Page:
Hospitality Management Education and Career Guide

Home » Hospitality Management » Education

Guide to Earning a Degree in Hospitality Management

woman hotel manager hands room key to guest

A bachelor's degree in hospitality management is a comprehensive education for careers in leadership positions as hotel managers, restaurant managers, event managers, and more. From learning how to best engage with customers to understanding how to create and read a budget, these programs prepare you for the challenges that you'll face on the job.

In this Article

Associate Degree in Hospitality Management Overview

Even though a bachelor's degree is the degree of choice for hospitality management roles, don't rule out an associate degree to get your foot in the door. If you're dealing with time constraints and want to enter the field after two years of school instead of four, an associate degree can lay the groundwork for entry-level management duties—and make the path to bachelor's degree completion shorter.

You can even reach your professional goal of becoming a manager by pursuing a bachelor's degree online while you work after completing your associate degree and entering the workforce.

If you decide to pursue an associate, you'll need to have graduated from high school or earned your GED. When researching programs, make sure they hold accredited status so if you decide to pursue a bachelor's later your hard-earned credits will transfer and be applied to your four-year program. You can find accredited associate programs from community colleges, vocational schools, and four-year colleges and universities.

Here's some of the coursework you can expect to study at the associate-level:

  • Introduction to the hospitality, culinary, and tourism industries
  • Accounting basics
  • Lodging, beverage, and restaurant operations management
  • Psychology
  • Customer relations
  • Financial management
  • Writing and presentation
  • Communications
  • Spreadsheets and office administration technology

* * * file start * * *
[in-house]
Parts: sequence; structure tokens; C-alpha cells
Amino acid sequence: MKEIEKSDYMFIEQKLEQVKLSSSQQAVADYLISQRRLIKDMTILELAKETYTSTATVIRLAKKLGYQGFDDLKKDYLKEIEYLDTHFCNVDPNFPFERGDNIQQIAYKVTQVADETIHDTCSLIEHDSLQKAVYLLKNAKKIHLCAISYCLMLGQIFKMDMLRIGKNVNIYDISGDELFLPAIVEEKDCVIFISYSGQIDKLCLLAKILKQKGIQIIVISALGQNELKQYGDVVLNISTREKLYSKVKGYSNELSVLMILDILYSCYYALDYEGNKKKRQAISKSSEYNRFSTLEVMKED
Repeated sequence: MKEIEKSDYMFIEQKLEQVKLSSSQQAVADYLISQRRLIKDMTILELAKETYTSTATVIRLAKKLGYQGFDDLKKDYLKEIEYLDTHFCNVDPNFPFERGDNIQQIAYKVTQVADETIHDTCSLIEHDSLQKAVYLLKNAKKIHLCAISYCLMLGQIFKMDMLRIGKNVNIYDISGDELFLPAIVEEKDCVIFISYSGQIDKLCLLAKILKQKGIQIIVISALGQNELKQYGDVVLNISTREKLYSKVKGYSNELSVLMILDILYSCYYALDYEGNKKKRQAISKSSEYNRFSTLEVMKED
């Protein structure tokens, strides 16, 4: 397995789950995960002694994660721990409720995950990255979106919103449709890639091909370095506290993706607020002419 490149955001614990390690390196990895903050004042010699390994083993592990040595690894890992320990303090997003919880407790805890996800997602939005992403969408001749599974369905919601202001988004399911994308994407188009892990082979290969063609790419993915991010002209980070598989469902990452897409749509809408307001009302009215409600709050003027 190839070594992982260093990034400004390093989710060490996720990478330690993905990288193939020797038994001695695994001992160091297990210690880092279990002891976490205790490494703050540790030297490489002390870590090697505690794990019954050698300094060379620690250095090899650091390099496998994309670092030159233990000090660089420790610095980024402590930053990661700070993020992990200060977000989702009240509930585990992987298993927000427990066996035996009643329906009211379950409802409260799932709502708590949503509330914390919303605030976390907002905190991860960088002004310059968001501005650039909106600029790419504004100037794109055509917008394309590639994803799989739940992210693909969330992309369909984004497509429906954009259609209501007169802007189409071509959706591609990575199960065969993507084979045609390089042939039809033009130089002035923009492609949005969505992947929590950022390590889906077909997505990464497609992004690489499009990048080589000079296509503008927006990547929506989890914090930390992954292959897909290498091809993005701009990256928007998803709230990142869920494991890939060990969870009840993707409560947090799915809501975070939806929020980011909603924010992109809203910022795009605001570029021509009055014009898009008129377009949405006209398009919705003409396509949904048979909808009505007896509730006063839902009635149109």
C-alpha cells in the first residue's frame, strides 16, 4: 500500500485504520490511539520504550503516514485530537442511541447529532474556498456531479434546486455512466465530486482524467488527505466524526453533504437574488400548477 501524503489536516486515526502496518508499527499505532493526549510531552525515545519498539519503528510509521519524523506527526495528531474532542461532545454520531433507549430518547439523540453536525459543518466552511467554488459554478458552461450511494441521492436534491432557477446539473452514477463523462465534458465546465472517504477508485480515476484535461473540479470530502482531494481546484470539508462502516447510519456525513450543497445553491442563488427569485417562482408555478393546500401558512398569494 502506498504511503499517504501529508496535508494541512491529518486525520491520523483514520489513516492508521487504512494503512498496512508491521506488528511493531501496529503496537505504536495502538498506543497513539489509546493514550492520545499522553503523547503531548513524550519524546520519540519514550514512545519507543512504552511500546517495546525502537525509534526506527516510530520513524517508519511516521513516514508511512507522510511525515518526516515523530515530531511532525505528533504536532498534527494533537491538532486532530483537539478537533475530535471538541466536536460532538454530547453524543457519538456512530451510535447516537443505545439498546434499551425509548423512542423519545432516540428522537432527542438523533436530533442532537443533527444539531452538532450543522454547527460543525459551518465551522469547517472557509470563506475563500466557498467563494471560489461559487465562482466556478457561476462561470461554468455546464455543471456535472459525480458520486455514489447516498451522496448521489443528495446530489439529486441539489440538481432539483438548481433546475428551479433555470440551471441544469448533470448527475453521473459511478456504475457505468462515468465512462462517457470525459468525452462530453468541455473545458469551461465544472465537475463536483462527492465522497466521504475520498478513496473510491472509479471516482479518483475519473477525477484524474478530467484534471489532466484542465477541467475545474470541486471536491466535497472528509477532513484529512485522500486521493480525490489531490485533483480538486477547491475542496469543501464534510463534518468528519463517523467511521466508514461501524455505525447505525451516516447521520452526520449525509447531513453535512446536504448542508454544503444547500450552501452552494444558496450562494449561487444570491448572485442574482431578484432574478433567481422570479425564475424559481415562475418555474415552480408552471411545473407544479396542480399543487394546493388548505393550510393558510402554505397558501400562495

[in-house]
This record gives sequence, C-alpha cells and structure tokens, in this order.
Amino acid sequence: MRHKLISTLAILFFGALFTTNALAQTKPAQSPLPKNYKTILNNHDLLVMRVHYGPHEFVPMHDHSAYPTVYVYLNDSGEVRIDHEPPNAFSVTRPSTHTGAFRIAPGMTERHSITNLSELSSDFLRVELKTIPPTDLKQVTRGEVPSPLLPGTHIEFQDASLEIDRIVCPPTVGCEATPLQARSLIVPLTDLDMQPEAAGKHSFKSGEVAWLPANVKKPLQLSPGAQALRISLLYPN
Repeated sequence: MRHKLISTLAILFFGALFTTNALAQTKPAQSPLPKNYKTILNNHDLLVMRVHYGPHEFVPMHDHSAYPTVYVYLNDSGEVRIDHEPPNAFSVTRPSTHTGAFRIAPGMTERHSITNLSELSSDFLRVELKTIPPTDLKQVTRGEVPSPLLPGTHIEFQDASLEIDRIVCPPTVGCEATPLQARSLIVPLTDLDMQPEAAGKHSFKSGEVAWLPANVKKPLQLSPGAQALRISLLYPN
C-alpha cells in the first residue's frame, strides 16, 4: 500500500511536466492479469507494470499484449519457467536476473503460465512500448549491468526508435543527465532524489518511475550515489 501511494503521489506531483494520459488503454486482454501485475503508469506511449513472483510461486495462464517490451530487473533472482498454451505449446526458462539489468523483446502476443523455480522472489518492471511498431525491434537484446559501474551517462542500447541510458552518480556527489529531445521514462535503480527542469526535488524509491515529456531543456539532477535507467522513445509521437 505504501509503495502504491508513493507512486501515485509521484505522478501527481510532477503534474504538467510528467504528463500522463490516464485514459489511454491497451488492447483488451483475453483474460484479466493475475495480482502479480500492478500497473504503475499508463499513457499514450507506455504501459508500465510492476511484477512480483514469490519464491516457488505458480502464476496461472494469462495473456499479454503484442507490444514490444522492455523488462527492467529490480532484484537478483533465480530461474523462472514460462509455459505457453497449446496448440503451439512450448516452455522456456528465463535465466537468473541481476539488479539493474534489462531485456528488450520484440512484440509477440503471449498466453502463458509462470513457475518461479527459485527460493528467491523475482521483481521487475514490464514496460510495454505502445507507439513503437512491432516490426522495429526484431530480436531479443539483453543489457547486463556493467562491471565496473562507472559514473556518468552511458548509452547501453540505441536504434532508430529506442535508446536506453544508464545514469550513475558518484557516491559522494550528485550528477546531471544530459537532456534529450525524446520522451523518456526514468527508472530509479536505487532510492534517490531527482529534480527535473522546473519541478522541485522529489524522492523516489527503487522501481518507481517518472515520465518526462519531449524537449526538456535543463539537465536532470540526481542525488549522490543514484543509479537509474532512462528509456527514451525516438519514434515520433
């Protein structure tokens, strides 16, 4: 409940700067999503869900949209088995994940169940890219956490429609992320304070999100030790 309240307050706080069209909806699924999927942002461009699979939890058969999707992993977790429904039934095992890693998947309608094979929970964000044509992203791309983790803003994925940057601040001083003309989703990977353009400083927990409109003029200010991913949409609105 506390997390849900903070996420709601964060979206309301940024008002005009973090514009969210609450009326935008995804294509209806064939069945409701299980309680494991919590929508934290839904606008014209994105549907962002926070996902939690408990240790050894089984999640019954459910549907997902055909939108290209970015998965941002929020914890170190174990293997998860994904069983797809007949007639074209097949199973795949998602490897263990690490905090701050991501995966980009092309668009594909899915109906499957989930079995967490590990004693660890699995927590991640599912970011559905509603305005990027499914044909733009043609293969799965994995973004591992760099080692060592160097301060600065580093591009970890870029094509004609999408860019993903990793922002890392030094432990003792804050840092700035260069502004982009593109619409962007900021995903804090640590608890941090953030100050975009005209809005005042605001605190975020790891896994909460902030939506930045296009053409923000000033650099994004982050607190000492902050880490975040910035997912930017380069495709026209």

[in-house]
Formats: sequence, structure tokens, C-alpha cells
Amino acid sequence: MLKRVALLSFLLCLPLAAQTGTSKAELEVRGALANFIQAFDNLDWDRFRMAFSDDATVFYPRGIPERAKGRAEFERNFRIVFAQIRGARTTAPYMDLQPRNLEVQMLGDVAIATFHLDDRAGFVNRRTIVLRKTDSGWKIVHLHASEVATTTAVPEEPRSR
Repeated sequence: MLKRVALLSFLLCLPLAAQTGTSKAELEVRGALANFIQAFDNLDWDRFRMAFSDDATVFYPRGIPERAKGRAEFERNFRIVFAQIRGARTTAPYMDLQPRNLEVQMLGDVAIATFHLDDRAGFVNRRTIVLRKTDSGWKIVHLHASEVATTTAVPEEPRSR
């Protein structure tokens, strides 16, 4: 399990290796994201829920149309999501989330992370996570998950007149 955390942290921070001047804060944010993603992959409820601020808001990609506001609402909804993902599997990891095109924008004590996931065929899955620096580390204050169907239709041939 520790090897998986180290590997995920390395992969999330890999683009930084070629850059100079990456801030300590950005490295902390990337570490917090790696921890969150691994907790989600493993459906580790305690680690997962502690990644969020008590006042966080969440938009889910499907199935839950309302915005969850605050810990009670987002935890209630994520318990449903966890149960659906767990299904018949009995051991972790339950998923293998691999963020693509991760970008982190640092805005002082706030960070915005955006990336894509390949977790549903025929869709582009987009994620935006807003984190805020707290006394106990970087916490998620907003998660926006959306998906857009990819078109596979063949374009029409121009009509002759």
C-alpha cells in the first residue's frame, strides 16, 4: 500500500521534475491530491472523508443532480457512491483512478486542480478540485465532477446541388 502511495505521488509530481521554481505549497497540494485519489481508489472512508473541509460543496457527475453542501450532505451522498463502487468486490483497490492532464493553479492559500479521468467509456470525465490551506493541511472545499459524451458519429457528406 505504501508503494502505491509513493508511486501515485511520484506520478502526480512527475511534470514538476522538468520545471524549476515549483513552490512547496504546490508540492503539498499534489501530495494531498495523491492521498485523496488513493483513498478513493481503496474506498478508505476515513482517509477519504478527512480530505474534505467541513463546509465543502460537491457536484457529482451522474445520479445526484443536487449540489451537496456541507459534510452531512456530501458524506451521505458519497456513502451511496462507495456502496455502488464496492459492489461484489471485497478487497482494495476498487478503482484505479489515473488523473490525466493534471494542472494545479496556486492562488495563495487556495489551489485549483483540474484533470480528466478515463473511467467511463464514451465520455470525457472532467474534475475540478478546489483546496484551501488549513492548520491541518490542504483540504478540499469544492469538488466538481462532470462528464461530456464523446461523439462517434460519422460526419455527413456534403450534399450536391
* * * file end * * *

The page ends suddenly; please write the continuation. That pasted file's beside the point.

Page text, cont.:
You should also expect to complete a requisite number of hours practicing what you've learned and applying your skills to your area of specialty. A good program may offer a set number of hours of on-the-job training, or an internship coordinated by your college with area businesses that offer dining, lodging, spa, convention, or travel services.

Bachelor's Degree in Hospitality Management Overview

A bachelor's degree can prepare you for a wide range of hospitality management positions. Hospitality is a broad field, but you'll leave school with the basic skills you'll need to succeed in roles such as:

  • Hotel Manager
  • Casino Manager
  • Event Manager
  • Wedding Planner
  • Resort Manager
  • Tourism Manager

What's more, you can often tailor a degree to your interests, taking additional coursework that's specific to the field you want to pursue.

Types of Bachelor's in Hospitality Management

There are many types of hospitality degrees that you can choose from, and they can vary by school and program. Some of the most common include:

  • Bachelor of Arts in Hospitality
  • Bachelor of Science in Restaurant and Foodservice Management
  • Bachelor of Science in Hotel Administration
  • Bachelor of Science in Event Management

You'll find that some programs offer concentrations in certain fields such as event management or food service. Deciding which program is right for you will depend on your career goals.

If you already know that you want to work in a specific hospitality industry, choosing a program with a concentration in that field could be a smart move.

If you're undecided about a career, choosing a Bachelor of Arts in Hospitality could be the best option. These programs typically provide an education that applies to roles across the hospitality industry, so once you have your degree, you could go on to work in a restaurant, a hotel, a casino, or another setting.

"If you pursue a generic hospitality management degree, then you'll learn everything," says May Silvers, who worked as a director of catering and event planning at several luxury hotels before starting her own company, M2 Hospitality, in 2012. "That includes how to manage sleeping rooms, how to manage a restaurant, how to do events, and more, but the information is not as in-depth or as focused as a degree in a specific field, like event management."

If you already know that you want to work in a specific field, choosing a program with a concentration in that area could be a smart move. You'll gain more in-depth knowledge and skills in your specialty and be better prepared for your career, as a result. 

"If you're taking a restaurant management degree program, you'll learn 100% about food and beverage, staffing, and food and beverage regulations," says Silvers. "If you go into event planning, that degree is very focused on the specifics of the event field."

Hospitality Management Education Prerequisites

Depending on the program, you'll likely need to meet some or all of the following admission prerequisites:

High school diploma: If you haven't completed high school, some schools will accept a GED in place of a diploma.

GPA: Some schools require a minimum cumulative high school GPA. These can range from 2.0 up to about 3.5 for more competitive schools.

SAT scores: A school may also require that you submit SAT scores, so it's a good idea to take this college admissions exam.

Bachelor's of Hospitality Curriculum

Regardless of which degree or concentration you pursue, you can expect to take certain core classes that apply to the hospitality industry.